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Roseland, Pullman

Tour Pullman’s Greenest, Most Colorful Yards At Annual Historical Garden Walk

Pullman's green thumbs are opening their yards for self-guided and guided tours this weekend. There will also be plants, T-shirts, garden knick knacks and art for sale.

At the Annual Historic Garden Walk, community members can tour private and public gardens and green spaces.
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PULLMAN — A Far South Side neighborhood garden club is bringing back a favorite tradition after a two-year pandemic hiatus.

The Historic Pullman Garden Club is hosting Garden Walk: The Bees and the Birds 10 a.m.-4 p.m. Saturday. Tickets cost $12 in advance or $15 at the door. For the first time since 2019, community members can enjoy self-guided and guided tours of private and public gardens in the neighborhood.

Plant enthusiasts will get to see how people living in Pullman curated green spaces in their yards and around the neighborhood. People can buy plants, T-shirts, garden knickknacks and more from the Historic Pullman Garden Club or art made by local artists from the Pullman ArtSpace Lofts.

“We have eight or nine gardens, and each one has some feature, maybe it has a pond or it has something a little bit different,” said Susan James, the vice president of the historic Pullman Garden Club. “And of course all of our gardens are small … so what we’re showing off is just whatever creativity people can demonstrate in a small space. They’re still very nice, and people enjoy them.” 

Neighbors also can visit a yard on the tour where a neighborhood beekeeper raises bees.

The Pullman Garden Club has 50-60 members who brainstorm what gardening needs to be done in the community. The group has organized the garden walk since the early 1990s, typically holding it the last Saturday in June, but skipped the event in 2020 and 2021 because of the pandemic.

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At the Annual Historic Garden Walk, community members can tour private and public gardens and green spaces.

James said it has been difficult to bring members back into the fold at the Historic Pullman Garden Club because the majority of participants are older. Others have moved on to new hobbies or don’t have the same time they once did to commit to the club, James said.

“These are small homes … and they tend to attract single people, older people, retired people,” James said. “We are getting older, some of us … so we’re always looking for some young folks to get involved. … It’s a challenge to keep things rolling.”

Getting young people involved in their work isn’t a new challenge for the Historic Pullman Garden Club, James said. Previously, James and other garden club members partnered with local schools, including Gwendolyn Brooks College Preparatory Academy High School and the University of Chicago Law School. Youth volunteers from Pullman’s Method Soap Factory have also helped the club members pull weeds, plant flowers and maintain grass and other leafy plants.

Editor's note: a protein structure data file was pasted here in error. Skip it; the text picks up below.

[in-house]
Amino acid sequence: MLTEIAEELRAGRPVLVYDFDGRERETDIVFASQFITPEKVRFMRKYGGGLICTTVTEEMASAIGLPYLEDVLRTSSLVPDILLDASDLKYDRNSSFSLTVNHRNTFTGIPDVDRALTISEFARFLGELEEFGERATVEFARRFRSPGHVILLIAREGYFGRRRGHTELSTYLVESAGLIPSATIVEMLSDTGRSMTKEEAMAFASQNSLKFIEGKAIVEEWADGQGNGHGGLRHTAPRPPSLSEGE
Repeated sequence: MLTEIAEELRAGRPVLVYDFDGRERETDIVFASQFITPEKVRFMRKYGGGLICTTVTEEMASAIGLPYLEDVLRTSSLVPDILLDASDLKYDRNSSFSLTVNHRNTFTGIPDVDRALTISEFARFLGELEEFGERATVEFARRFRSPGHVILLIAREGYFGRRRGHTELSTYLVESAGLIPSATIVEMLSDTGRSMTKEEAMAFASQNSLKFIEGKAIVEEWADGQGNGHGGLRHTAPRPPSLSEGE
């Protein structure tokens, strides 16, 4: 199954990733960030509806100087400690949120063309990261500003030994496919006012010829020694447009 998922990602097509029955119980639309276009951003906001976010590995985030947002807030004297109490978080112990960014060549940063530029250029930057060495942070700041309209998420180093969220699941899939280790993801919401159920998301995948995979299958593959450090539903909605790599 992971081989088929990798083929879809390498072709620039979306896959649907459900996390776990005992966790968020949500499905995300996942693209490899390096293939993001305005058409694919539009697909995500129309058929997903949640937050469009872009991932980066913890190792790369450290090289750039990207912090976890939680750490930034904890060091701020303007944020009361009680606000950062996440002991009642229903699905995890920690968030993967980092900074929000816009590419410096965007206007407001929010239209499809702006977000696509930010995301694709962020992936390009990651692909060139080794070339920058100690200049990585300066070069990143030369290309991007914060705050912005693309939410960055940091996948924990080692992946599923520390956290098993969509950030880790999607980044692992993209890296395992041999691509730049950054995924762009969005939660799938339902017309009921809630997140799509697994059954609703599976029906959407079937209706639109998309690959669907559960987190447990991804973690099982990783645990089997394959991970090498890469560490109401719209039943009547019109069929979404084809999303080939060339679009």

With school groups and others interested in the Pullman community making regular trips for tours, Historic Pullman Garden Club members have taken it upon themselves to beautify neighborhood green spaces, including Arcade Park and Pullman Park.

“When we reach out, or we put out a call, we could use some help, it’s a wonderful thing,” James said. “If you have a whole group of younger people come, you can accomplish a task in one afternoon.”

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A front yard outside a home in Pullman.

James said the garden walk has attracted people who used to live in Pullman as well as those who’ve never lived in the neighborhood and are curious about its history. 

James said it’s always interesting to see how former neighbors are surprised by how the area has changed since they moved out of Pullman as kids. 

“The main thing they’ll say is, ‘My grandfather was a Pullman porter, or he worked in the factory, or my uncle was a waiter at the hotel when the hotel was the restaurant.’ They’ll have these stories about how they used to come here for brunch …,” James said. “So there’s a lot of that, that they’re remembering and they come back out with curiosity for what it’s like, what happened since they left.”

James said she hopes people remember past Pullman Garden Walks and come to support this year’s edition.

“We have always a little nervousness about it,” James said. “But of course, the main reason we do it is to try to unify the community, share ideas amongst ourselves and kind of cement those ties. So whether people come or not, it’s still a great event.

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Front yards like these will be available to tour during the Annual Historic Garden Walk: The Bees and the Birds on June 25.
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The Historic Pullman Garden Club is hosting its annual garden walk this year for the first time since before the pandemic.

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